Fakes and Reproductions
Chinese potters have a long tradition of borrowing design and decorative features from earlier wares. Whilst ceramics with features thus borrowed might sometimes pose problems of provenance, they would not generally be regarded as either reproductions or fakes. However, fakes and reproductions have also been made at many times during the long history of Chinese ceramics and continue to be made today in ever-increasing numbers.
- Reproductions of Song dynasty Longquan celadon wares were made at Jingdezhen in the early 18th century, but outright fakes were also made using special clay that were artificially aged by boiling in meat broth, refiring and storage in sewers. Père d'Entrecolles records that by this means the wares could be passed off as being hundreds of years old.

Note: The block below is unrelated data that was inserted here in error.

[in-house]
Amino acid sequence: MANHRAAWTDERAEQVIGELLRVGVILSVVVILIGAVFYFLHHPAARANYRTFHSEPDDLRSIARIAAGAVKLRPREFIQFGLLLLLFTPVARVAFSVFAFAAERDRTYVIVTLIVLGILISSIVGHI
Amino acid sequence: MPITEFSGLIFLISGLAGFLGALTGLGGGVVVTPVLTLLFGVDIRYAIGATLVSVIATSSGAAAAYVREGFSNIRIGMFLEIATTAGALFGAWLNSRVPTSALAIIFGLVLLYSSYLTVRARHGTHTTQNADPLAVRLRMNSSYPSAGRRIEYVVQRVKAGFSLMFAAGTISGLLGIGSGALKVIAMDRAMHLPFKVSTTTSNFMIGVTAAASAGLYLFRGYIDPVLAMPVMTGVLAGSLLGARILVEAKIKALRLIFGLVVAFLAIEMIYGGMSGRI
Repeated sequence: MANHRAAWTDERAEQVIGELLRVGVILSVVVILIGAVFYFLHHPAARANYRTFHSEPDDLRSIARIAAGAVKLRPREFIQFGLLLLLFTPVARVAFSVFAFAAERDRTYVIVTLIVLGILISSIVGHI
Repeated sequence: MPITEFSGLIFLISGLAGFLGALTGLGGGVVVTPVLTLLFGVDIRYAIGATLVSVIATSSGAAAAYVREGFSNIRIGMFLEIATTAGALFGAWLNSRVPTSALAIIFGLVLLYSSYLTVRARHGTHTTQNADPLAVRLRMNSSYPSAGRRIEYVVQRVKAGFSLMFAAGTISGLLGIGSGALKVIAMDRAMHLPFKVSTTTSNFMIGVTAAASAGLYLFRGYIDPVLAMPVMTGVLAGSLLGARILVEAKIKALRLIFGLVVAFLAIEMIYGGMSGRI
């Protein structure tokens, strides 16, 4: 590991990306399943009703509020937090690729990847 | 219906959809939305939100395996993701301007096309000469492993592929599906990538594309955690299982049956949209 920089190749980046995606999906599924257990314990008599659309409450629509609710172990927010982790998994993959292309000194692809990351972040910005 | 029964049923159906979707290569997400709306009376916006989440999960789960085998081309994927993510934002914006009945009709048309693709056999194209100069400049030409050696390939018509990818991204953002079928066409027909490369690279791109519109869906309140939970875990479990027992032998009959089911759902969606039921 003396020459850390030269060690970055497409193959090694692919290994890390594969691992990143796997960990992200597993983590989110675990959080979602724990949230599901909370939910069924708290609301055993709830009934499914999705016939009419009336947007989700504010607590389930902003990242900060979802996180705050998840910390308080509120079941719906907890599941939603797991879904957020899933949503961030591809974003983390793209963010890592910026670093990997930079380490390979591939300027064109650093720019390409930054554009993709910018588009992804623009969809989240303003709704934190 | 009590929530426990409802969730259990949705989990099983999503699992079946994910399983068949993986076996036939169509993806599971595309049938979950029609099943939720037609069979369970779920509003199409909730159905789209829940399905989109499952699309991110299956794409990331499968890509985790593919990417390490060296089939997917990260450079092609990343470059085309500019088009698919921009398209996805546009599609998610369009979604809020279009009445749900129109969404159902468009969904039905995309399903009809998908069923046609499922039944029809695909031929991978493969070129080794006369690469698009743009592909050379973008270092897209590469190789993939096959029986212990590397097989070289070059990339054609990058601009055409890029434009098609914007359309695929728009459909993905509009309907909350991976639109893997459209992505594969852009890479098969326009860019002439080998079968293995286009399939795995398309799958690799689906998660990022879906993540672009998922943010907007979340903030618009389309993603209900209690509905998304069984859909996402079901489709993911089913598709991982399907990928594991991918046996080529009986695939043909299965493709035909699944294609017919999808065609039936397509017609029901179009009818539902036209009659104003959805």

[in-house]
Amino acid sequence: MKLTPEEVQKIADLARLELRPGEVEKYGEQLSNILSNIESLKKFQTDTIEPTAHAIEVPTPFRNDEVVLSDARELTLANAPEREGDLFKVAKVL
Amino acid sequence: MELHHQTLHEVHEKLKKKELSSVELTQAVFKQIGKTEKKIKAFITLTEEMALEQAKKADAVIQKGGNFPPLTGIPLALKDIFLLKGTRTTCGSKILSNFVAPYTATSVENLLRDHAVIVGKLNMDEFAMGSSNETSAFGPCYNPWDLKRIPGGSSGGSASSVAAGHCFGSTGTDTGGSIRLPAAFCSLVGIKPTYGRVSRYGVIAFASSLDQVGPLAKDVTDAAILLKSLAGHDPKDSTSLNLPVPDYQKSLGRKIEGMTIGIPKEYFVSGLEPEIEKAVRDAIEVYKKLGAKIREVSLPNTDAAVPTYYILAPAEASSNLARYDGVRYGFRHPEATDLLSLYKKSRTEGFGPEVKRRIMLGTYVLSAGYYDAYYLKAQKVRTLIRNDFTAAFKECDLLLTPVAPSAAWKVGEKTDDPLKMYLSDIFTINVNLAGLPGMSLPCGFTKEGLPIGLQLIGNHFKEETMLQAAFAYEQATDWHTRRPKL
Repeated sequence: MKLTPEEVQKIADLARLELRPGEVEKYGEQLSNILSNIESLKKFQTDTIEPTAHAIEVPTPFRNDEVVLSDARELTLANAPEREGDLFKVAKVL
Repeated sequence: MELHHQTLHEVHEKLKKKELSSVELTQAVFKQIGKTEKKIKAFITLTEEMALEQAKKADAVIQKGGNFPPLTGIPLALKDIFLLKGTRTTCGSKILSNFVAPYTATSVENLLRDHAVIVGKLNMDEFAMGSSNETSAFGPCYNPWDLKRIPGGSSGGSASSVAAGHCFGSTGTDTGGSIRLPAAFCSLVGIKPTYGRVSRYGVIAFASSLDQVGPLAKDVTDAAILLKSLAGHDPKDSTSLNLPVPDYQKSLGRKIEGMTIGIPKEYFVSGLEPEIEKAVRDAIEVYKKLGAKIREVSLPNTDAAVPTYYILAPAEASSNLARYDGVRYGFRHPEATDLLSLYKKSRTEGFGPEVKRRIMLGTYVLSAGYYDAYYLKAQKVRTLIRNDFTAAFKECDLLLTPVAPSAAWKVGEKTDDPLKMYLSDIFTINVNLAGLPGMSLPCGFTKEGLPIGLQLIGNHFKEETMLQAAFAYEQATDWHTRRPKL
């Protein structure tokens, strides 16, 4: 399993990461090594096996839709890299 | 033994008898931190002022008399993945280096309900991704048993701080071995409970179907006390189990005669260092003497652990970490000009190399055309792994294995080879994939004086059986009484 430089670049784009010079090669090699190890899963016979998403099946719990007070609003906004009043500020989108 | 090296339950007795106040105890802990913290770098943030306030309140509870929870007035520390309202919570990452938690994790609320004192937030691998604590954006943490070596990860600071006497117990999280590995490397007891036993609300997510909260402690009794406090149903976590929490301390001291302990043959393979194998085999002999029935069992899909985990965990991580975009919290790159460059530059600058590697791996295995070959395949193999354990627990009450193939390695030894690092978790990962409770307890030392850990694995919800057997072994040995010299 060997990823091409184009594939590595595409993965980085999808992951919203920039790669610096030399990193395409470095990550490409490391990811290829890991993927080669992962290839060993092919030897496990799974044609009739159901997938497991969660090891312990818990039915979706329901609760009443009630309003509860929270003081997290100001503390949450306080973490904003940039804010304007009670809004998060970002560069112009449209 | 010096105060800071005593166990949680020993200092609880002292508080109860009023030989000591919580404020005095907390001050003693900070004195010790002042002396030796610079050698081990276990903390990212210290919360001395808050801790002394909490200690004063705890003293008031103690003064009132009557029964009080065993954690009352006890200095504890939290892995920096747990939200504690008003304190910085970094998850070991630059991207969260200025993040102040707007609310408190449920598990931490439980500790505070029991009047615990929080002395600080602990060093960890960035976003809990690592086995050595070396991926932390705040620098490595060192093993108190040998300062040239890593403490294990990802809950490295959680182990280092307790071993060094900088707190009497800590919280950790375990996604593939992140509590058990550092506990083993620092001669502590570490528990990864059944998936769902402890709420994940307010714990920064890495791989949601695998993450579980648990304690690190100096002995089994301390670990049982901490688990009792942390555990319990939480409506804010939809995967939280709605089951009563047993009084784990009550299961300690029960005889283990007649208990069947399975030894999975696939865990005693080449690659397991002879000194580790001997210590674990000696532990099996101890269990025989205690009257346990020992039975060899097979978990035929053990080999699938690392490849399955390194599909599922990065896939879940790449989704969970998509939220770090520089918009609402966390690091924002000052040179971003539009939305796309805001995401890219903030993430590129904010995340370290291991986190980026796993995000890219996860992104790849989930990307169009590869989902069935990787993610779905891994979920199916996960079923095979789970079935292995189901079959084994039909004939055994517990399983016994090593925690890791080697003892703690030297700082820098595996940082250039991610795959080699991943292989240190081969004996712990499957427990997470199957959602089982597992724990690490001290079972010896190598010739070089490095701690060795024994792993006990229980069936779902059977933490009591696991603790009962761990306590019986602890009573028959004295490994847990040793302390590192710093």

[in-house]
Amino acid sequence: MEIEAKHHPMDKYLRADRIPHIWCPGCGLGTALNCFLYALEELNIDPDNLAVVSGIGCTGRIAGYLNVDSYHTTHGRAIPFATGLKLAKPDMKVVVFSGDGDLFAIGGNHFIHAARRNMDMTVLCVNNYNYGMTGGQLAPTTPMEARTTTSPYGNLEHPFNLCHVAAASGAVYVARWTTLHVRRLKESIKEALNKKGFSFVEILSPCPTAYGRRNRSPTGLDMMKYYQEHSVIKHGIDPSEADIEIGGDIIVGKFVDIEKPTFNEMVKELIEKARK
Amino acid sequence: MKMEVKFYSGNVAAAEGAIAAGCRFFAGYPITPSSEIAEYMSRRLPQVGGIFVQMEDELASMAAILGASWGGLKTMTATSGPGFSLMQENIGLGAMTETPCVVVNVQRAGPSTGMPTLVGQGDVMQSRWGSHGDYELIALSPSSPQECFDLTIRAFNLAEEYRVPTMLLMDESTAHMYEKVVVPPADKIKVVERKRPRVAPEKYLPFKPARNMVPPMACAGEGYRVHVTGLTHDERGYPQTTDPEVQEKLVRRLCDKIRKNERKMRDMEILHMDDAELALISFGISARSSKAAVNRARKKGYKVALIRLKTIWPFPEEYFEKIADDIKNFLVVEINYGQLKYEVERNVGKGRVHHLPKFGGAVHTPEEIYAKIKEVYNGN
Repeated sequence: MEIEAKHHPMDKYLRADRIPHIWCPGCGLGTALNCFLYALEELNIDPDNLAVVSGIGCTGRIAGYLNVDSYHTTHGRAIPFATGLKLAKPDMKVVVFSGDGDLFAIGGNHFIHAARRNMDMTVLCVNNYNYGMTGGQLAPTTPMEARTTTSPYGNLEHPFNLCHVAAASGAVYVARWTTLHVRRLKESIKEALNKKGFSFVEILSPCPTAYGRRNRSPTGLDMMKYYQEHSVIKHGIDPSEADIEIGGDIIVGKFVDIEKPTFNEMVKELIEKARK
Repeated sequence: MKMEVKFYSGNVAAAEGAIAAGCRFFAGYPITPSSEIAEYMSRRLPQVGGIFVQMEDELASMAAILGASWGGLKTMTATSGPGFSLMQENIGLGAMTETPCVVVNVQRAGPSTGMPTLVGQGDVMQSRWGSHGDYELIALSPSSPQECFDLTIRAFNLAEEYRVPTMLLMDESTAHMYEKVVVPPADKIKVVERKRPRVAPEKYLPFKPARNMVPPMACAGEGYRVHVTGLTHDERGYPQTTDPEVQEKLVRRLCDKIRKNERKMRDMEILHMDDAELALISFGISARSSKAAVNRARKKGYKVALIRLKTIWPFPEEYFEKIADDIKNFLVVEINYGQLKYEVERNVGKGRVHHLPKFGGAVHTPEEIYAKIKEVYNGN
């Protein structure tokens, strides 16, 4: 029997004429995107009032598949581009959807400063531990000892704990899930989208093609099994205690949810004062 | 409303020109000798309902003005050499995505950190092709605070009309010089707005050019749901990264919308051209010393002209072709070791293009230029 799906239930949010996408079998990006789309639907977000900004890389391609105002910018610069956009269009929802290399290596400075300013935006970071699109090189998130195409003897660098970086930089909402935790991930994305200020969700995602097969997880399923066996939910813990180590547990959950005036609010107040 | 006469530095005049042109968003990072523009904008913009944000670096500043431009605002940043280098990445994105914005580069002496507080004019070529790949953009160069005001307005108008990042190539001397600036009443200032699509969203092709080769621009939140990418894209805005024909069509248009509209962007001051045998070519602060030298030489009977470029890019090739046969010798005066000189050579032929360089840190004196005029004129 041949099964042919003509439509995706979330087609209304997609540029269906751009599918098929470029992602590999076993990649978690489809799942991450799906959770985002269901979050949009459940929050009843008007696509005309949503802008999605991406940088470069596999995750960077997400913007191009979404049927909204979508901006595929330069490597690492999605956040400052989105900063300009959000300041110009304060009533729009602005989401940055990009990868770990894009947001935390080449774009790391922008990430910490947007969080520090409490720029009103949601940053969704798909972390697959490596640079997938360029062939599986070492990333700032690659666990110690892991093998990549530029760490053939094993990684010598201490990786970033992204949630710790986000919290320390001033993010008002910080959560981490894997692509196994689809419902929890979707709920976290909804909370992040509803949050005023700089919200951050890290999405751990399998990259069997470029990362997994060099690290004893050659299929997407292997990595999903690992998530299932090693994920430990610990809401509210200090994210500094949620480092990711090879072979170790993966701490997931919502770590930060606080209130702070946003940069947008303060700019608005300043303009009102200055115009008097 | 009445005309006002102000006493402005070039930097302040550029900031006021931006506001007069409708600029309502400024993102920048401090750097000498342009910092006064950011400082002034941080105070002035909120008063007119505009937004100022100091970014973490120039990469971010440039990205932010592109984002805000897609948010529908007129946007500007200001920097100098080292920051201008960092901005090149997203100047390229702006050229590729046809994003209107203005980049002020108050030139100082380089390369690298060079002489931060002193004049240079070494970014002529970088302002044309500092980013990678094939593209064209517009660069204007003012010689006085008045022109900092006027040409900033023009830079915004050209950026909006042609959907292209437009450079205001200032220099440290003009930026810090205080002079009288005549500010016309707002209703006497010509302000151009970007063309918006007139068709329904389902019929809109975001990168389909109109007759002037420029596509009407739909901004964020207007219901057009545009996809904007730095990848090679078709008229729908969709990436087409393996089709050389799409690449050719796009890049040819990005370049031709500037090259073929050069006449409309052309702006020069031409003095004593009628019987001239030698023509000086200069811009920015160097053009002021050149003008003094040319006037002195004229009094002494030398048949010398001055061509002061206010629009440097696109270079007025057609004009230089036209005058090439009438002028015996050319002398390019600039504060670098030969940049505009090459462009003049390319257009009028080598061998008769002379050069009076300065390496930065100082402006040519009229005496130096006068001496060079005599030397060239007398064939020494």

- In the late 19th century, fakes of Kangxi period famille noire wares were made that were convincing enough to deceive the experts of the day. Many such pieces may still be seen in museums today, as may pieces of genuine Kangxi porcelain decorated in the late nineteenth century with famille noire enamels. A body of modern expert opinion holds that porcelain decorated with famille noire enamels was not made at all during the Kangxi period, though this view is disputed.
- A fashion for Kangxi period (1662 to 1722) blue and white wares grew to large proportions in Europe during the later years of the 19th century and triggered the production at Jingdezhen of large quantities of porcelain wares that strike a resemblance to ceramics of earlier periods. Such blue and white wares were not fakes or even convincing reproductions, even though some pieces carried four-character Kangxi reign-marks that continue to cause confusion to this day. Kangxi reign-marks in the form shown in the illustration occur only on wares made towards the end of the 19th century or later, without exception.
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